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Once a coming-out party, unranked Huskies need to beat Stanford just to stay in Pac-12 race

A packed crowd at Husky Stadium two years ago helped the Huskies thump No. 7 Stanford, 44-6. Washington is anticipating another sellout Saturday night.

Husky Stadium was as loud as ever on Sept. 30, 2016. At the very least, it was louder than Chris Petersen has ever heard it — and felt it.

“There were a couple others that were close,” Petersen said this week, “but that (game) was one you could feel.”

In a Friday-night showdown of top-10 teams, a sellout crowd of 72,072 had Husky Stadium shaking throughout No. 10 Washington’s 44-6 victory over No. 7 Stanford, the coming-out party for the Huskies in their march to a Pac-12 championship and a College Football Playoff berth.

It was, and is, the Huskies’ most lopsided victory ever over a top-10 team.

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“That was wild. It was loud. Very loud,” UW junior center Nick Harris recalled. “That was a real fun game.”

There is a different feeling this week for Stanford’s return to Husky Stadium for Saturday’s 6 p.m. kickoff (Pac-12 Networks).

The Huskies (6-3, 4-2 Pac-12) and Cardinal (5-3, 3-2) each enter November with three losses, and each fell out of The Associated Press Top 25 poll after losses last week.

And yet, the stakes remain high for both teams.

Washington can claim the Pac-12 North with wins in its final three regular-season games. Stanford would need some help toward that end, but it is still alive in the conference-title chase.

Saturday is effectively a loser-out game in the North race.

After three October games on the road, the Huskies are back at Husky Stadium and expecting another sellout crowd Saturday night.

“I hope it’s one of those games like it’s been in the past,” Petersen said, “where there’s great energy and guys are fueled by that and have a great time out there playing the game of football.”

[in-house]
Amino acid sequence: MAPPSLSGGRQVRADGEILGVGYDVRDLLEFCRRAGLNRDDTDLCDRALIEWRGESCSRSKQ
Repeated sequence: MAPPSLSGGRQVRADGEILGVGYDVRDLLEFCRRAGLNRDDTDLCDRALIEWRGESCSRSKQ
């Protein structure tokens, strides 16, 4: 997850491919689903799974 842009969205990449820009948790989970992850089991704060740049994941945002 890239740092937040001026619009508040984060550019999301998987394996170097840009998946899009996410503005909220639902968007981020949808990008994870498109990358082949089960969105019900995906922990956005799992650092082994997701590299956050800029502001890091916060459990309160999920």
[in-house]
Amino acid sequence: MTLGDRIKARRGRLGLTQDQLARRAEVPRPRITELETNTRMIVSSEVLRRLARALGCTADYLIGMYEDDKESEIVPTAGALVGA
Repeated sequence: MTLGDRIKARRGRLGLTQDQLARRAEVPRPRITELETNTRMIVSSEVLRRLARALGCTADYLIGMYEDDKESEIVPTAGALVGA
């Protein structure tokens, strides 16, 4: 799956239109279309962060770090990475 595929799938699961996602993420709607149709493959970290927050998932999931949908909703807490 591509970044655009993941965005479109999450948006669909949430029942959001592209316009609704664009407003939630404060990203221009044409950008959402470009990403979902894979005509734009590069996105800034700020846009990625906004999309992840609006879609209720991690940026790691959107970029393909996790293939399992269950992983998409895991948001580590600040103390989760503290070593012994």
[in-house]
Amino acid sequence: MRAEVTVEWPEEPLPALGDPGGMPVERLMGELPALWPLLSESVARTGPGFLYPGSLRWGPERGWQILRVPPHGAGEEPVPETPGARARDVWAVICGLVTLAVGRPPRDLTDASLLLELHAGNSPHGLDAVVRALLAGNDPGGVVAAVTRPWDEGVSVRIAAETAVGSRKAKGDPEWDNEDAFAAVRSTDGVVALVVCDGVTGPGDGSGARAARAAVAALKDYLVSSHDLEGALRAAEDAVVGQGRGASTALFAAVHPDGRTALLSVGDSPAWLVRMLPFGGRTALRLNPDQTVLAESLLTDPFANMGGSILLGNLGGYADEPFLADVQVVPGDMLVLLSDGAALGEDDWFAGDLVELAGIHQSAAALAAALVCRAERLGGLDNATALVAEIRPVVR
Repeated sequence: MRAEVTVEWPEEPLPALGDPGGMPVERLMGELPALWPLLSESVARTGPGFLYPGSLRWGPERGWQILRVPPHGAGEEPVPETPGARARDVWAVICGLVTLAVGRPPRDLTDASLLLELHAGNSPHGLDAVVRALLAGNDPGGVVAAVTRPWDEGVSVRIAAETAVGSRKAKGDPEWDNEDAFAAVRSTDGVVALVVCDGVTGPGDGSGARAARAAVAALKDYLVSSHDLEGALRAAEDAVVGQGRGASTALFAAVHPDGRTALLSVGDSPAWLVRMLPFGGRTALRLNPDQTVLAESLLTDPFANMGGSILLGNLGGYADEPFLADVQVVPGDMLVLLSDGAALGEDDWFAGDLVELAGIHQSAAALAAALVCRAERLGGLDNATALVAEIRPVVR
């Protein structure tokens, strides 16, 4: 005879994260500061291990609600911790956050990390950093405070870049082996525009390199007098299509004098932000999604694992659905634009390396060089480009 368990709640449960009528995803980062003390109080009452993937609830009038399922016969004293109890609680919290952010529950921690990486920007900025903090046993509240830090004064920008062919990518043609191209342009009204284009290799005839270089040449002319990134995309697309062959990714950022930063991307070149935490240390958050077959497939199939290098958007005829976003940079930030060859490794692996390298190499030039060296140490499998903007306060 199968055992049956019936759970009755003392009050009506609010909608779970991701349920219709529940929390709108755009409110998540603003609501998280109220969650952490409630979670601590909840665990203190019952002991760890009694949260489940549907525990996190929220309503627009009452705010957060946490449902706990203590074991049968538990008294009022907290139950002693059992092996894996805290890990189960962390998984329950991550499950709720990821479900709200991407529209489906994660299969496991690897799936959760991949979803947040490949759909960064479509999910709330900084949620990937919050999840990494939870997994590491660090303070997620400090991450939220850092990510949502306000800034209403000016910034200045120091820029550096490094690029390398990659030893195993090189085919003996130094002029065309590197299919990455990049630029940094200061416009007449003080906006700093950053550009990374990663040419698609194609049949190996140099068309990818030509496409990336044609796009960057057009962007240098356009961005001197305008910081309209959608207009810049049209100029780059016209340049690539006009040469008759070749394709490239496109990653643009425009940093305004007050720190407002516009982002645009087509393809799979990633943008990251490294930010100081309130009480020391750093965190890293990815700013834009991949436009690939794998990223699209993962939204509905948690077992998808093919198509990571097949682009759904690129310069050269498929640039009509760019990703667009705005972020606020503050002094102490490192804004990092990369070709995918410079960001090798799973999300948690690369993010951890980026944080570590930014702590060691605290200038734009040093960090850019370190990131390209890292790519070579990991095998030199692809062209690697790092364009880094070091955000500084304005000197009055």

That wasn’t the case last week on the road against California, when the then-No. 15 Huskies were underwhelming (on offense) and upset (in more ways than one) by the Bears, 12-10.

Senior QB Jake Browning was benched for two second-half series in Berkeley, and redshirt freshman Jake Haener threw a pick-six for Cal’s only touchdown in the game. Petersen described Browning as “mad” after the game, then emphatically offered support — and the starting job — for the senior QB this week.

“He’s been awesome, and I would expect nothing different from that guy,” Petersen said Thursday. “I know him and I know what kind of competitor he is and I know what kind of chip on his shoulder he has. He’s a really awesome kid and a great competitor.”

The Huskies have vowed to fix their myriad issues on offense, and Petersen said he is confident answers are there to be found. One potential answer centers on senior running back Myles Gaskin, who has missed the past two games with a shoulder injury. He is questionable against Stanford.

Washington enters this weekend a half-game back of Washington State (4-1 Pac-12), which hosts Cal late Saturday. The Huskies have their lone bye week next week, then close out the season against Oregon State (Nov. 17) and with the Apple Cup in Pullman the day after Thanksgiving. There is indeed still much to play for for these Huskies.

“It’s huge that we still have the opportunity to hopefully play for the Pac-12 championship, if we can win out,” senior linebacker Ben Burr-Kirven said. “It’s good especially for the young guys. A lot of them come from high school programs where they maybe lost three games their whole careers, so it’s a unique thing for guys to be dealing with. But we have enough guys who understand that if we win out, we control our destiny and that’s all you can really ask for in college football, to have a chance to control what happens.”

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